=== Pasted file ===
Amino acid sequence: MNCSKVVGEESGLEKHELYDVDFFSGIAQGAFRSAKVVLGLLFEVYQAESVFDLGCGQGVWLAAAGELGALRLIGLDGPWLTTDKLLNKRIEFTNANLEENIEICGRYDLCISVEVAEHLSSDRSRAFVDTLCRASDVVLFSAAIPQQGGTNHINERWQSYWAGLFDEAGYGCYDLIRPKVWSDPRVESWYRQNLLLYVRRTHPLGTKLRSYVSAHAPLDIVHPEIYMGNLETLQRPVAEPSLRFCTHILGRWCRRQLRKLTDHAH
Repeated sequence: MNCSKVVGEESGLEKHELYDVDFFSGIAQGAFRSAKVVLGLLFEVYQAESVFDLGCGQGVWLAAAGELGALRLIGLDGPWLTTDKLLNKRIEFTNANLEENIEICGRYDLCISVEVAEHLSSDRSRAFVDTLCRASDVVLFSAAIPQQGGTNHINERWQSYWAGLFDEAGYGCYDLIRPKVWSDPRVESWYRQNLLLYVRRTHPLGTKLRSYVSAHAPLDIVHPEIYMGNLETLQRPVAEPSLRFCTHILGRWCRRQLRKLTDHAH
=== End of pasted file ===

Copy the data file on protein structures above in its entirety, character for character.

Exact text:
Amino acid sequence: MNCSKVVGEESGLEKHELYDVDFFSGIAQGAFRSAKVVLGLLFEVYQAESVFDLGCGQGVWLAAAGELGALRLIGLDGPWLTTDKLLNKRIEFTNANLEENIEICGRYDLCISVEVAEHLSSDRSRAFVDTLCRASDVVLFSAAIPQQGGTNHINERWQSYWAGLFDEAGYGCYDLIRPKVWSDPRVESWYRQNLLLYVRRTHPLGTKLRSYVSAHAPLDIVHPEIYMGNLETLQRPVAEPSLRFCTHILGRWCRRQLRKLTDHAH
Repeated sequence: MNCSKVVGEESGLEKHELYDVDFFSGIAQGAFRSAKVVLGLLFEVYQAESVFDLGCGQGVWLAAAGELGALRLIGLDGPWLTTDKLLNKRIEFTNANLEENIEICGRYDLCISVEVAEHLSSDRSRAFVDTLCRASDVVLFSAAIPQQGGTNHINERWQSYWAGLFDEAGYGCYDLIRPKVWSDPRVESWYRQNLLLYVRRTHPLGTKLRSYVSAHAPLDIVHPEIYMGNLETLQRPVAEPSLRFCTHILGRWCRRQLRKLTDHAH